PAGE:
Why climb Jebel Attuf? Why spend your valuable time at the Nabataean city of Petra climbing this local peak when it can only offer lesser-known tombs?
How about because the trek to Jebel Attuf receives just a fraction of the tourists of the main sites (such as Al Khazneh and Ad Deir), and if you are someone who doesn’t enjoy the bustling and jostling of mass tourism (Petra receives up to 5,000 tourists a day at its peak) then this trail is a great way to feel the majesty of the site minus the crowds.
The Jebel Attuf trail starts in the Outer Siq, and it ends near the Column of the Pharoah in the centre of Petra. Doing the hike in this direction means a steep climb at the outset, followed by a comparatively gentle descent.
I’ve done the hike in reverse (i.e. starting at the Column of the Pharoah and ending at the Outer Siq), for no reason other than that it was convenient to me on the day.
It’s worth exploring the rocky escarpment around Wadi Farasa before starting the trail as this area is replete with tombs and natural caves (and there are plenty of not-so-natural caves as well). Most of these caves are of unknown make and purpose.
One of the many caves in this area is the one captured in the photo above. Those with an active imagination will quickly liken its image to that of a haunting, mask-like face.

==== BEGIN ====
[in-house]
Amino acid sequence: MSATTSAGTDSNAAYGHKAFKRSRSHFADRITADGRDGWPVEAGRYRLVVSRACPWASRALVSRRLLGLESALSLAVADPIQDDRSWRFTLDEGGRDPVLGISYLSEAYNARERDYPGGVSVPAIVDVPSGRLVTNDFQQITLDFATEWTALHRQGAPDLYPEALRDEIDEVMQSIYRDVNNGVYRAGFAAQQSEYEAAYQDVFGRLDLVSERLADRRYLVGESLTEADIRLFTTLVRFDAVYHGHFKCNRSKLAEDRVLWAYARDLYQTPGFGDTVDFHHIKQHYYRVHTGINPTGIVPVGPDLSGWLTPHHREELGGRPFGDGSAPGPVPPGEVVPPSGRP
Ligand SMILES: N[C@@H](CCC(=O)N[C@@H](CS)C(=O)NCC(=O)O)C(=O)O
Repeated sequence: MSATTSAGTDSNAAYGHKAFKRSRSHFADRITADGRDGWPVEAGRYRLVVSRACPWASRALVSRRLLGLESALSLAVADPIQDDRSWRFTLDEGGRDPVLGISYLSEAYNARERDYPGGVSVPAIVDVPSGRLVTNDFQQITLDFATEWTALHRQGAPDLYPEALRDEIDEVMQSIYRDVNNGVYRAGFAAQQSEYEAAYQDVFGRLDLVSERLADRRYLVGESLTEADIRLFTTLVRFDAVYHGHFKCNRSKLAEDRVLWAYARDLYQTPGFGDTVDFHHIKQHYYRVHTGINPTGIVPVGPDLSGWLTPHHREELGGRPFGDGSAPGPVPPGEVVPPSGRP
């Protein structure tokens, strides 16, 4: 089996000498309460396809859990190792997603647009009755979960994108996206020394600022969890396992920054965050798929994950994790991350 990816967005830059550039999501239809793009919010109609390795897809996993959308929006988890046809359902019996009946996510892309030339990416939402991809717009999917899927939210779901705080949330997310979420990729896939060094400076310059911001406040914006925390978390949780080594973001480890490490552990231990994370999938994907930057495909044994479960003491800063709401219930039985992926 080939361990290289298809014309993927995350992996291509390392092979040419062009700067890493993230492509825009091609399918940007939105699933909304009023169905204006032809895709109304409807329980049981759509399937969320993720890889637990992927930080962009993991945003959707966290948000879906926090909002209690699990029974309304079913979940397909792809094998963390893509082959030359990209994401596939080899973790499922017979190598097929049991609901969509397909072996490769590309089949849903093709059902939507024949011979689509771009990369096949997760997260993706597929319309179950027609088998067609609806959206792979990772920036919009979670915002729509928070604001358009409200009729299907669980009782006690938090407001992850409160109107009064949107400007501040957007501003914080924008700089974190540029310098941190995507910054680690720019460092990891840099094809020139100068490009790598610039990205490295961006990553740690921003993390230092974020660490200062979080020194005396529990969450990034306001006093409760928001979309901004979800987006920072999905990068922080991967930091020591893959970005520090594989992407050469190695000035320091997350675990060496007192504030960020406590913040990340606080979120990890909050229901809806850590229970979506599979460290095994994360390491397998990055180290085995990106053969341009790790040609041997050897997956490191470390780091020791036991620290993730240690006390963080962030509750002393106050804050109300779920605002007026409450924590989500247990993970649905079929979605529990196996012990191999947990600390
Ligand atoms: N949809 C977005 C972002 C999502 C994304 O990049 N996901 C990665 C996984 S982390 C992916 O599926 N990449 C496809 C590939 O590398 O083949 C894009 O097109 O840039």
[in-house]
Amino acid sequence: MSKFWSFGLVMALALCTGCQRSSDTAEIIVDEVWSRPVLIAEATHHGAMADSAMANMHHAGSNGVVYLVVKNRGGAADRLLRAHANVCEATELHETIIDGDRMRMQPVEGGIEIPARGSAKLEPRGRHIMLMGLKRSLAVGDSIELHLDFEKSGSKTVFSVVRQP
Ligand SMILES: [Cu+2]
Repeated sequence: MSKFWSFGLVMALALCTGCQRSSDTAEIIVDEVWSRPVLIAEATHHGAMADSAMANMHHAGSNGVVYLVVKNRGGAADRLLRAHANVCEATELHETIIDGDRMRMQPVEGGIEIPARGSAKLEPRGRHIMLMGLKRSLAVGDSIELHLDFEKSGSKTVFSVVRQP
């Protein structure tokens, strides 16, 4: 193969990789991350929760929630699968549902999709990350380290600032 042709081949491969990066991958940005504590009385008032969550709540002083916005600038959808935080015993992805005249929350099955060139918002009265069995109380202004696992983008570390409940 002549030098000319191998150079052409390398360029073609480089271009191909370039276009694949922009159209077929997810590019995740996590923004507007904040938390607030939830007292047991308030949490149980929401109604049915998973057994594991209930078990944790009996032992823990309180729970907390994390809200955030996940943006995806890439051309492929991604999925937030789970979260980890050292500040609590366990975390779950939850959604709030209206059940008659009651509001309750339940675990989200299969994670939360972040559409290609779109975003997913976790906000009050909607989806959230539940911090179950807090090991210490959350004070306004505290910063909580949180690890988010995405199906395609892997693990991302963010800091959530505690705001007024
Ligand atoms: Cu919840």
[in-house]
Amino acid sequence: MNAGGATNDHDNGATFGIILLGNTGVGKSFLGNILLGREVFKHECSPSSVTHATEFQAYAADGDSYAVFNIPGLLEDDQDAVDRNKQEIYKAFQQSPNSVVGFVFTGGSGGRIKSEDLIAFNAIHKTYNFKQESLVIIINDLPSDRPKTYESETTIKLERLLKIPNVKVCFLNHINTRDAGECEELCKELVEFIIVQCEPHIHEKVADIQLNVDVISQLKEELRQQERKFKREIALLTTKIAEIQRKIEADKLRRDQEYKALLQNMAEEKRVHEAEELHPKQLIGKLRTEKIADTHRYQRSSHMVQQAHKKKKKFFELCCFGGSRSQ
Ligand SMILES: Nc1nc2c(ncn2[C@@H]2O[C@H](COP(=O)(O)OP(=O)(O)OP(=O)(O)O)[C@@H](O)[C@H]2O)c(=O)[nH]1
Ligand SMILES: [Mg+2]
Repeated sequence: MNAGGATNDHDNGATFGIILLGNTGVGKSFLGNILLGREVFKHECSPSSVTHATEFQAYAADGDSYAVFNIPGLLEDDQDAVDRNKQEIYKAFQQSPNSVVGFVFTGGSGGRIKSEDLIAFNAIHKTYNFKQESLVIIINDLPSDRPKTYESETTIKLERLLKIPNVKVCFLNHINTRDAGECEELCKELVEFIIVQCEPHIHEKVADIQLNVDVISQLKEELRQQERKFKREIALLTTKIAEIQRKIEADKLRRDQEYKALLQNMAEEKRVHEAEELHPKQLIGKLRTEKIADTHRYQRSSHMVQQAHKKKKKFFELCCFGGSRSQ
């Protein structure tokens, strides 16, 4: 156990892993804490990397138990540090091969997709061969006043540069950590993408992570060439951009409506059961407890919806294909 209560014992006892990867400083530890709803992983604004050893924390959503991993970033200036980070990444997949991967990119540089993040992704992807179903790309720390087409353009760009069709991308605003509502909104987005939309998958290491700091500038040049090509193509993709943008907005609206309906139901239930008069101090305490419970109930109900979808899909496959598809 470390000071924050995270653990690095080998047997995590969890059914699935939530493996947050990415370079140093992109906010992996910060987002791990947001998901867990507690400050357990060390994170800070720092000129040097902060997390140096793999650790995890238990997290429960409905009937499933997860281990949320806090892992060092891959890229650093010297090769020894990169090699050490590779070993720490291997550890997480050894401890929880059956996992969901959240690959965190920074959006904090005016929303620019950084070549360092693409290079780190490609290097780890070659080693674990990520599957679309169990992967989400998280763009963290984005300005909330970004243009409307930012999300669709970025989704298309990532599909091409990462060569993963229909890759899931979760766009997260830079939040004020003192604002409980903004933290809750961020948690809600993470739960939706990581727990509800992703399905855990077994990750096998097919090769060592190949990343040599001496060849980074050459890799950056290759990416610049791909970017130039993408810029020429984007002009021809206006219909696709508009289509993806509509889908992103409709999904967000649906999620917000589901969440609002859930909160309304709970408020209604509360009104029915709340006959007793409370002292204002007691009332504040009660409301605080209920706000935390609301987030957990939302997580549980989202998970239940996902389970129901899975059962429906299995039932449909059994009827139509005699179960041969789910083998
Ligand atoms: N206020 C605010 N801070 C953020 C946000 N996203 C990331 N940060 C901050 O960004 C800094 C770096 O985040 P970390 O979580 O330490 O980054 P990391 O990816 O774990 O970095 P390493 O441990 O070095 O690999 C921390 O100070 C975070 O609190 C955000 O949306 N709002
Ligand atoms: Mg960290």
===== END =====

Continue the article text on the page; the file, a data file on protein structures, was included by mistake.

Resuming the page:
Tomb of Al Najr
A 5-10 minute walk from Wadi Farasa (the gorge in which the Jebel Attuf hike begins) is the Tomb of Al Najr, about which little is known.
If you have time on your hands then I definitely recommend a stroll here, otherwise there is a fairly similar tomb (see pic below) that you’ll encounter on the Jebel Attuf trail itself.
Tomb of the Roman Soldier
It’s time to enter the ravine known as Wadi Farasa and begin your journey to the top of Jebel Attuf.
You’ll soon be passing a couple of notable tombs, namely the Tomb of the Split Pediment, and the Tomb of the Renaissance.
But the best of the lot is the Tomb of the Roman Soldier.
Three statues decorate the tomb. The middle is thought to represent a high ranking Roman solider. The statues on either side of him are thought to be his children.
The tomb is dated to the 2nd Century BCE.
Monument of the Lion
Once upon a time this would have been an incredible fountain. Water would have gushed from the mouth of the lion, leaving the passing traveller in stunned awe.
As you can see the fountain is no longer functional. One of the benefits (if you can call it that) of the severe degradation of the statue is that it allows you to see how the magic was done (i.e. you can see the channel in the rock that directed water to the fountain).
Congratulations! You’ve reached the high point of the Jebel Attuf trail.
Here you’ll find two rock-cut obelisks, and several rock-cut altars – some of these altars are thought to have been used for animal sacrifices.
There is also a rather stunning view over the Royal Tombs.
Practical information and how to reach Jebel Attuf:
Read more on Petra in the UNESCO World Heritage listing.
More on Petra:
More on Jordan:
Posts on the Middle East:
More rock-cut architecture:
or visit my rock-cut architecture page.